Official Press Release
A perspective view of the laser scan data captured at the Tutuveni Hopi Petroglyph Site
Photo of terrestrial LiDAR field capture by the CyArk team at Tutuveni. Justin Barton of CyArk works on scanning the various faces of Boulder 48
Group photo from the educational workshop held at the CyArk offices in Oakland, California. Participants included, from left to right: Kristina Sturm and Scott Lee of CyArk, Lee Wayne Lomayestewa of the Hopi Cultural Preservation Office, Professor Wes Bernardini of the University of Redlands, Patrick Secakuku of the Hopi Junior/Senior High School, and Landon Silla, Taline Ayanyan, and Myasha Nicholas of CyArk
CyArk and partners are extremely excited to announce the launch of the Hopi Petroglyph Sites Digital Preservation Project Website.
This special Hopi portal
on the CyArk website will allow a new generation of Native American youth to learn about and share the legacy of their ancestors. The realization of the Digital Preservation Project includes the documentation of sacred Hopi sites through state-of-the-art 3D capture technology and the use of the data captured to create online interactive and educational multimedia freely available to the public. The 3D models and virtual tours captured at Tutuveni and Dawa Park in Arizona provide the basis for this rich interactive web portal, but they also represent a permanent and highly-accurate 3D digital archive of the sites and the petroglyphs contained within. With the increasing vandalism and deterioration occurring at these sacred Hopi Sites, it is more important than ever to document what exists and educate the public about its importance, not only for members of the Hopi tribe, but for all of us who stand to learn a great deal about the diverse history of the Native American people.
The main focus of the project is Tutuveni, a petroglyph site sacred to the Hopi people and is located on Navajo Nation land. Tutuveni means “newspaper rock” and was included on the 2008 World Monuments Fund
Watch List in the company of Machu Pichu in Peru and the Bamiyan Valley in Afghanistan where two monumental Buddhas once stood. With support from WMF and Arizona Public Services, Hopi crews recently fenced off the site and installed security cameras. With the leadership of CyArk, laser-scanning crews also digitally documented the site.
This monumental project is the result of collaboration between important tribe representatives and heritage organizations. With the support of World Monuments Fund (WMF)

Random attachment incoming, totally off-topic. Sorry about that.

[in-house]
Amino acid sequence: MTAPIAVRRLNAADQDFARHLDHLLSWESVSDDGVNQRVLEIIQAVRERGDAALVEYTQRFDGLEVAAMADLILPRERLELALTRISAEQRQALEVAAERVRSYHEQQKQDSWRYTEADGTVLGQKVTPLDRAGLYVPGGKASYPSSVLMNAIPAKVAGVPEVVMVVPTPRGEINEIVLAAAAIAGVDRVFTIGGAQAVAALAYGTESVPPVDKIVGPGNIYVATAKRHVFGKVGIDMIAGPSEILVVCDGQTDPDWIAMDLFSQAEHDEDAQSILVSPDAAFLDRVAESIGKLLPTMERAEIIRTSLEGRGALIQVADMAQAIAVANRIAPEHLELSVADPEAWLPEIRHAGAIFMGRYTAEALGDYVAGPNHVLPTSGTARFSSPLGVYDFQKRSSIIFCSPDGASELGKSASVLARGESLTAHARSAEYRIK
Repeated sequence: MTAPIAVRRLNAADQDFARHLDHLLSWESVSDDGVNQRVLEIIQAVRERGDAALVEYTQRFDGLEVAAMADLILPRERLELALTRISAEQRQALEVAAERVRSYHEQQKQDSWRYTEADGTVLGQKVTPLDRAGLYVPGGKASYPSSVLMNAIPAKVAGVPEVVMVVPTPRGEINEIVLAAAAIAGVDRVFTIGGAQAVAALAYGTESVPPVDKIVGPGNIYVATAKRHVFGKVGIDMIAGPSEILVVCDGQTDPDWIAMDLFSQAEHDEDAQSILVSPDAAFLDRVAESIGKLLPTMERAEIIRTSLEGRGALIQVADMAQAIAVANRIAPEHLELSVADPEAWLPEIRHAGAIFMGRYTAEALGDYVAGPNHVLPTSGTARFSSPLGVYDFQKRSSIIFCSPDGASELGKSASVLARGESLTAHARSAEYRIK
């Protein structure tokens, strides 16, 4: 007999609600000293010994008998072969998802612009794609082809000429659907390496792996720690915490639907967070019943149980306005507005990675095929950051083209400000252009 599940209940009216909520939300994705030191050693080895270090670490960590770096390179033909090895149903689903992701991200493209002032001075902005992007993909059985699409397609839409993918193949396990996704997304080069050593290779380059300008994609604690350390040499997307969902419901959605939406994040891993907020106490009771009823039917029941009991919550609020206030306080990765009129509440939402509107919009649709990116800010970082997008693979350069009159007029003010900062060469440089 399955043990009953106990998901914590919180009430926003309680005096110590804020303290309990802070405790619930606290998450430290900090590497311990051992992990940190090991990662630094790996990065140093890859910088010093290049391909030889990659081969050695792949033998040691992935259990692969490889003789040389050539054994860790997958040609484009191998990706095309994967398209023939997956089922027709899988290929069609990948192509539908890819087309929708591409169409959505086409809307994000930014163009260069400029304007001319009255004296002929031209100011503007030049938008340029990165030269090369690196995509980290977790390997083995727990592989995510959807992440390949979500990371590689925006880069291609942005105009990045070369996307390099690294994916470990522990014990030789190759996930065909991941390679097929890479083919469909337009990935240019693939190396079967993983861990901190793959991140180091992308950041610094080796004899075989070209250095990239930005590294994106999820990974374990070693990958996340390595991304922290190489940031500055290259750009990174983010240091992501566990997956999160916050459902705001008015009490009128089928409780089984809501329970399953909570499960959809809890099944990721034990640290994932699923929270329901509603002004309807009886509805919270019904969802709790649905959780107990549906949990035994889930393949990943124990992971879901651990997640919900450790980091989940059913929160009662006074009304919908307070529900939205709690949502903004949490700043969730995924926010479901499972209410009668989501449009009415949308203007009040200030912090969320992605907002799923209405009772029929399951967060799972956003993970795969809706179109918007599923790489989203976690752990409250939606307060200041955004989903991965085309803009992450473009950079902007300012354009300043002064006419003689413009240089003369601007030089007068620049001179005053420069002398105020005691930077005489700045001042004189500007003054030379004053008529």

, a New York-based non-profit dedicated to preserving cultural heritage sites across the globe, the Hopi Petroglyph Sites Digital Preservation Project was led by CyArk. Working with the Hopi Cultural Preservation Office
, Dr. Wesley Bernardini of the University of Redlands
, and representatives of the Navajo Nation
, CyArk was able to digitally capture two sacred Hopi sites and use the data collected to build out a special web portal to share the legacy of the Hopi as told through Tutuveni and Dawa Park. This web portal was officially launched on December 16, 2011, allowing free public access to all materials created through this important collaboration.
Here is a quick guide to the wealth of information that has been created as a part of the digital preservation project and included on the CyArk portal for free access by the public:
- An introduction slideshow on the Hopi Petroglyph Sites Digital Portal Homepage, which introduces the user to the history of the Hopi Tribe, petroglyphs of the Hopi clan symbols, and the sacred Hopi Salt Trail. Subsequent slides showcase some components of the web portal including virtual tours of Tutuveni and Dawa Park, the various educational activities, and rich digital media.
- The Multimedia Gallery, which displays the various types of rich content created and collected as a part of the digital preservation project. This includes interactive 3D Point Clouds, drawings, historic photographs, 3D models, panoramic photographs, perspectives of the point cloud, current-day photographs, and various animations and educational videos.
- A link to 3D Content, which takes the user to a condensed version of the Multimedia Gallery, focused on 3D content created.
- A link to Site Information, which gives the user access to textual information about the Hopi Tribe, their sacred Salt Trail, the two sites documented, Tutuveni and Dawa Park, and the digital preservation project.
- A link to CyArk’s GIS interface, which allows users to navigate the wealth of media items in an intuitive map interface.
- The Virtual Tour, which allows the user to explore Tutuveni in-depth through an interactive and narrated virtual tour interface.
- In addition to the above five components which are highlighted on the homepage with distinct blue icons, the Hopi Petroglyph Sites Web Portal also links to three lesson plans for the classroom, which were created during an Educational Workshop held in March of 2011.
CyArk would like to invite all of our readers to explore the rich content within the Hopi Petroglyph Sites web portal
See below under "Related Documents" for a PDF of the official Press Release.
January 2nd, 2012 Ken Gary said:
Nice website. I'm sorry to see that a fence has had to be erected at Tutuventiwngwu to protect the clan rocks from vandalism. One little comment: the site uses the spelling "ongtuvqa" for Grand Canyon; my understanding is that Öngtupqa" is the standard spelling, per the Hopi Dictionary.
January 24th, 2012 Carl Bjork said:
Informative site. At last there is a real effort to portect and preserve, not only Hopi, the ancient history that is carved and painted on the rocks. I have been advocating this since the 1970's. Please visit my web site: home.comcast.net/~carlbjork
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